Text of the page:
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Supreme Court to Decide Labor Dispute Case

Supreme Court to Decide Labor Dispute Case

The Associated Press via YellowBrix

November 04, 2009

The Supreme Court said Monday that it will decide whether two people can do the work of five when it comes to resolving labor-management disputes in the workplace.

The National Labor Relations Board, which for decades has had the responsibility of policing similar disputes, has operated with two members — and three vacancies — for more than a year. The reason for this is that Democrats who retook control of Congress in 2006 objected to President George W. Bush’s labor policies and thus refused to confirm his nominees.

But the two NLRB members still in place have continued to issue decisions, making about 400 in the past 16 months.

Federal appeals courts have split on whether decisions made by two board members are legal. The U.S. Court of Appeals for the D.C. Circuit said an NLRB decision handed down last year was invalid because it was made by two members.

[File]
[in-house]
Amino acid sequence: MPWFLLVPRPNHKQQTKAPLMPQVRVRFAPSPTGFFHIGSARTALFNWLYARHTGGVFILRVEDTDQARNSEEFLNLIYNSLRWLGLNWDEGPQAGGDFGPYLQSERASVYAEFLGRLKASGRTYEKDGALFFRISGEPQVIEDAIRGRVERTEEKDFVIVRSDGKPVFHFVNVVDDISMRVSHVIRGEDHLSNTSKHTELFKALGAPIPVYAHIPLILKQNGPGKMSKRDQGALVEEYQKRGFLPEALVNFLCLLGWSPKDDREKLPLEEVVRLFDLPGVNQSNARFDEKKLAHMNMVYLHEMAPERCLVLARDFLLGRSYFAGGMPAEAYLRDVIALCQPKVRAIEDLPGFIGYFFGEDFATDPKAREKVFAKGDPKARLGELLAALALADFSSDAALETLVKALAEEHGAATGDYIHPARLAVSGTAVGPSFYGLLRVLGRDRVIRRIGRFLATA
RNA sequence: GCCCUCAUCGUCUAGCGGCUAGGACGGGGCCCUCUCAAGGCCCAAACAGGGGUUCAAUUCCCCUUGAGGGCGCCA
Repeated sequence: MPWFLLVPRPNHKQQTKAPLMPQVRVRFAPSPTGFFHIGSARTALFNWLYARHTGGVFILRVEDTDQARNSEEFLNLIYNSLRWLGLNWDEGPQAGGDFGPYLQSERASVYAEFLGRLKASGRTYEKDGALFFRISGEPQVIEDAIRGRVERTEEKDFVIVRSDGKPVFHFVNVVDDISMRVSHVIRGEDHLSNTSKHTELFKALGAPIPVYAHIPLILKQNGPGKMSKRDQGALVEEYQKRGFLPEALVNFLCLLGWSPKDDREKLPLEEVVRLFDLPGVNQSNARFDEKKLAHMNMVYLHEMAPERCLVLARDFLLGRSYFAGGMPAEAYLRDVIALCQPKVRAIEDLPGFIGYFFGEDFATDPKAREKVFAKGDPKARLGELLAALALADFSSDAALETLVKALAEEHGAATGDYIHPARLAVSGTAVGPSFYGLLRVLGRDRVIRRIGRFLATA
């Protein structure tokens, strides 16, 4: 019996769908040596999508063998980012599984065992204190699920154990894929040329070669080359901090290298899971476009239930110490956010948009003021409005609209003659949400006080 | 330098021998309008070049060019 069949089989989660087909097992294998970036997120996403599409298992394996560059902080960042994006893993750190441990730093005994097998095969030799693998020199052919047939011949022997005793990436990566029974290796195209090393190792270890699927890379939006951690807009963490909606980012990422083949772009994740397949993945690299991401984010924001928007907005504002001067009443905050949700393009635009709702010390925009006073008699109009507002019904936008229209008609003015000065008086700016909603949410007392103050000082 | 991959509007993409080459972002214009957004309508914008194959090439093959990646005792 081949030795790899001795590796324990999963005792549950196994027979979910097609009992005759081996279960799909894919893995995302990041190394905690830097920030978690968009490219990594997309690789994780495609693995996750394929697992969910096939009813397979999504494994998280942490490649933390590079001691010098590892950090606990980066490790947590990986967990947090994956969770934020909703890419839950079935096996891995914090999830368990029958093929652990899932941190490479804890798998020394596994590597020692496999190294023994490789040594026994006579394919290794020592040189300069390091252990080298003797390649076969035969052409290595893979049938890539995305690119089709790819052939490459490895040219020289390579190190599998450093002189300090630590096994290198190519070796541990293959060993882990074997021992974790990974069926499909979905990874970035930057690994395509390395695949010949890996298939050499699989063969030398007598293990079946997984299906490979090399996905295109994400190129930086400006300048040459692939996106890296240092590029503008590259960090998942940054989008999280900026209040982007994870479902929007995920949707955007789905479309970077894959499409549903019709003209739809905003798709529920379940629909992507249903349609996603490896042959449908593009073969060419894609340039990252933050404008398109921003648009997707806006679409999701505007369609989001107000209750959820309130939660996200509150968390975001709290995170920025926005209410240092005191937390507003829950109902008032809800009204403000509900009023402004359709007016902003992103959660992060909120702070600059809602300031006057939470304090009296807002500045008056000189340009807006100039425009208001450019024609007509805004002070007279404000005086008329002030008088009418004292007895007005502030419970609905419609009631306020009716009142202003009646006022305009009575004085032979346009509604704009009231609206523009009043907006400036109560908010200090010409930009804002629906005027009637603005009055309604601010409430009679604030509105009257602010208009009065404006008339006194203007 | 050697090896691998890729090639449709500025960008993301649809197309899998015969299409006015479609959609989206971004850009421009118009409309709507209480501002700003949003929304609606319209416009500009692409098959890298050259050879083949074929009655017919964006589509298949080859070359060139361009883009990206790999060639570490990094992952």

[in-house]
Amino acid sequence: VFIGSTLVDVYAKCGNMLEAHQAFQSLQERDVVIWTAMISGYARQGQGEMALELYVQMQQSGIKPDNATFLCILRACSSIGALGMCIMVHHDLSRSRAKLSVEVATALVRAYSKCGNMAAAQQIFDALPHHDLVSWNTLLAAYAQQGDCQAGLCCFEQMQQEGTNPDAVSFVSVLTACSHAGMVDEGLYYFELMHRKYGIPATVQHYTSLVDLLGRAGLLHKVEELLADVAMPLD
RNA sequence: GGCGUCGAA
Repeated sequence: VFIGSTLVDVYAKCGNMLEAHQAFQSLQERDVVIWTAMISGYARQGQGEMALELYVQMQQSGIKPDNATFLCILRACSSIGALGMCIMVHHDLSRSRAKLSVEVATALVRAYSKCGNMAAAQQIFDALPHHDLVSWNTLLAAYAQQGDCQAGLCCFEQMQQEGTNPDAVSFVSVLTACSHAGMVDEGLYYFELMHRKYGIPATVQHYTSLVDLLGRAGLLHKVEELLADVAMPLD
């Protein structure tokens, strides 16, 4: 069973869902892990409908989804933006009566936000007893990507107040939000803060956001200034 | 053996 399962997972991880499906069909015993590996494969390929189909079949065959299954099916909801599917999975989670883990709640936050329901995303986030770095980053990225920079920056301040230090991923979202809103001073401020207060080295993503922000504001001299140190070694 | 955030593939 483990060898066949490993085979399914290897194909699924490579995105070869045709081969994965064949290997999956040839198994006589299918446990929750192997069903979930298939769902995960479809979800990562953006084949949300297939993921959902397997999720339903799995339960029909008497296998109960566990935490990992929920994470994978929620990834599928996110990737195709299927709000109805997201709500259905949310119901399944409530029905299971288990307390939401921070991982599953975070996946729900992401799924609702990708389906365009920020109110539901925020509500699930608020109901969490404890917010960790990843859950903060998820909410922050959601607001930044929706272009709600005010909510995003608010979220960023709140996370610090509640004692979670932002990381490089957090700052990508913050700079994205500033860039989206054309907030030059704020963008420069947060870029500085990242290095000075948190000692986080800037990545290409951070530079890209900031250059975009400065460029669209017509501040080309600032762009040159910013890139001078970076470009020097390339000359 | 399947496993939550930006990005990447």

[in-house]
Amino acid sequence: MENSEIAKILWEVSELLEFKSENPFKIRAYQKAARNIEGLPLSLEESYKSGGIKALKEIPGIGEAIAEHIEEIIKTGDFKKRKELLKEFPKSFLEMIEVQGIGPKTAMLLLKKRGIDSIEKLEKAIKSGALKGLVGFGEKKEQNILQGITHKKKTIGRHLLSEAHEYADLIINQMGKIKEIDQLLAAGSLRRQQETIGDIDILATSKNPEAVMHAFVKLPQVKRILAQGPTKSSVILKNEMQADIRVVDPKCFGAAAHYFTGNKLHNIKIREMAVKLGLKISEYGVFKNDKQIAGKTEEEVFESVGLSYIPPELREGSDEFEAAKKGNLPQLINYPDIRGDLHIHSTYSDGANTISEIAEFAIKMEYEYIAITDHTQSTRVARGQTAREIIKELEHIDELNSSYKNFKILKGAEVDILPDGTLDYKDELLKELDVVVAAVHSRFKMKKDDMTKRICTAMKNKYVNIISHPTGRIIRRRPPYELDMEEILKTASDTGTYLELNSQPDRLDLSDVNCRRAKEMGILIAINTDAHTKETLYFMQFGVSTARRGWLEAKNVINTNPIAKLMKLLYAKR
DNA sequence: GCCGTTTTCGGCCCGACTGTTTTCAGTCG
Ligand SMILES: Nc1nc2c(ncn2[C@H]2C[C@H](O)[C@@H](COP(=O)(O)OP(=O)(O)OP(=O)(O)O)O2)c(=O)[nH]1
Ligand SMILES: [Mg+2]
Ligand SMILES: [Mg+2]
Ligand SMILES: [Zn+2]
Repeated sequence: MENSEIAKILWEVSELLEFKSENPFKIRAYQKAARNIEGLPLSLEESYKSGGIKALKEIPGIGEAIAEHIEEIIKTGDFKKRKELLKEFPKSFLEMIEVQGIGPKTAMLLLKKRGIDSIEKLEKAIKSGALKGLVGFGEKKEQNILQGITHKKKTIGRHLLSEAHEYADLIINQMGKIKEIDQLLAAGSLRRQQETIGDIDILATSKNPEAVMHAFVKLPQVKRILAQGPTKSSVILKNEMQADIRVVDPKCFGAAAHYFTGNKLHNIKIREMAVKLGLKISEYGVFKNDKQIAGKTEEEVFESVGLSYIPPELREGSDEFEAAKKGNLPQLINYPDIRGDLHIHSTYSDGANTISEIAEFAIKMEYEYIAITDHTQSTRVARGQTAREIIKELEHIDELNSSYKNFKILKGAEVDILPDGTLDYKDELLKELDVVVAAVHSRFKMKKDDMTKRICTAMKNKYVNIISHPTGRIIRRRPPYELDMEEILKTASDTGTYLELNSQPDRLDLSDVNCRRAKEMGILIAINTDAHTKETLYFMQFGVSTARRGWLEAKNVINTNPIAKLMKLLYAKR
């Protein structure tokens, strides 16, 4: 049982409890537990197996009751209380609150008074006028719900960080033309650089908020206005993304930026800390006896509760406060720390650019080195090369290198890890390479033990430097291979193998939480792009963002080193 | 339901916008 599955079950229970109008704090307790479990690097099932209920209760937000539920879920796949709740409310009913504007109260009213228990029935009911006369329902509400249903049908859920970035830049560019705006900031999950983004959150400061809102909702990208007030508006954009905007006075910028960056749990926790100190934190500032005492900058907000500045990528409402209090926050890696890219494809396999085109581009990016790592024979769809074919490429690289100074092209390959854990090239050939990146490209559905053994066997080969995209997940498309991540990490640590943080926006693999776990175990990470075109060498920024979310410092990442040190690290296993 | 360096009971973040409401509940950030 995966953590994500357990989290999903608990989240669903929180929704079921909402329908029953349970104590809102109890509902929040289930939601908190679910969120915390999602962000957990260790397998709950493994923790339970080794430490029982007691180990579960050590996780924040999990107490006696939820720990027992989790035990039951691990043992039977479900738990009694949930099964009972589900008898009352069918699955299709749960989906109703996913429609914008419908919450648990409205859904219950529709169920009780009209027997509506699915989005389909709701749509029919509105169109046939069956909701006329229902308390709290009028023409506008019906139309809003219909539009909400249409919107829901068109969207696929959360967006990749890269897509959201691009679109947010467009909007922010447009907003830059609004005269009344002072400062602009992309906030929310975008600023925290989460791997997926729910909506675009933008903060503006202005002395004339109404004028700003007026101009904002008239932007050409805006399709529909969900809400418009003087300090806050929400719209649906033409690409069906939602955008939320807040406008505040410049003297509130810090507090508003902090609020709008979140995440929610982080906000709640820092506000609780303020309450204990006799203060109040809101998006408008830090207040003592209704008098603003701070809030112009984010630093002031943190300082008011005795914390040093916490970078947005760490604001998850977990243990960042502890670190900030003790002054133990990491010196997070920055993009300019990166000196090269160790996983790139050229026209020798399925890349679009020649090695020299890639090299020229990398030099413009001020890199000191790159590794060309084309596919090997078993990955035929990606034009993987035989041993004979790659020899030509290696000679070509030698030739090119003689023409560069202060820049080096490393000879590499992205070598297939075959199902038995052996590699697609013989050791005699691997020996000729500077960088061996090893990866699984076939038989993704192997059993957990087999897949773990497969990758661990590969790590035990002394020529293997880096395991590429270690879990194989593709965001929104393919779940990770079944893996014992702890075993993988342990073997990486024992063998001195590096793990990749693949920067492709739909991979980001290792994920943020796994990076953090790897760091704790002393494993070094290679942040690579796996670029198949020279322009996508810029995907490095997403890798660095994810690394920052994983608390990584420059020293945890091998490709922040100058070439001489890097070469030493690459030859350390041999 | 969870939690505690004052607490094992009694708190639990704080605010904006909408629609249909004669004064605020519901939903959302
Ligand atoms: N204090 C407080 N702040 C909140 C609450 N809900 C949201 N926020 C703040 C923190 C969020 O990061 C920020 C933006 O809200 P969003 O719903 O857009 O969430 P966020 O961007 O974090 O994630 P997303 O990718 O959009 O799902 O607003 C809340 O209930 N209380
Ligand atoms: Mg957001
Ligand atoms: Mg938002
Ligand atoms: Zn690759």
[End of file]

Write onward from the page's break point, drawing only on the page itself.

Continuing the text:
The U.S. Court of Appeals for the 7th Circuit in Chicago took the opposite position. It ruled that a vote by the two members was appropriate and binding.

The NLRB is an independent federal agency created by Congress in 1935.

The case is New Process Steel v. NLRB.

The court on Monday also left in place a judge’s ruling that allowed prosecutors to charge a reputed Ku Klux Klansman with kidnapping more than 40 years after two black men were abducted and killed in rural Mississippi.

The justices rejected a plea from the U.S. Court of Appeals for the 5th Circuit to rule on whether too much time had elapsed for the case against James Ford Seale to go forward. The action leaves in place a lower court’s ruling that the statute of limitations had not expired for a federal kidnapping charge against Seale in the 1964 disappearance of the two 19-year-old friends.

Seale was convicted in 2007 of abducting the men. Authorities said they were beaten, weighted down and thrown, possibly still alive, into a Mississippi River backwater.

Disagreeing with their colleagues, Justices John Paul Stevens and Antonin Scalia said the high court should have agreed to hear the case because it raises an important issue that potentially affects similar prosecutions.

The case is U.S. v. Seale.


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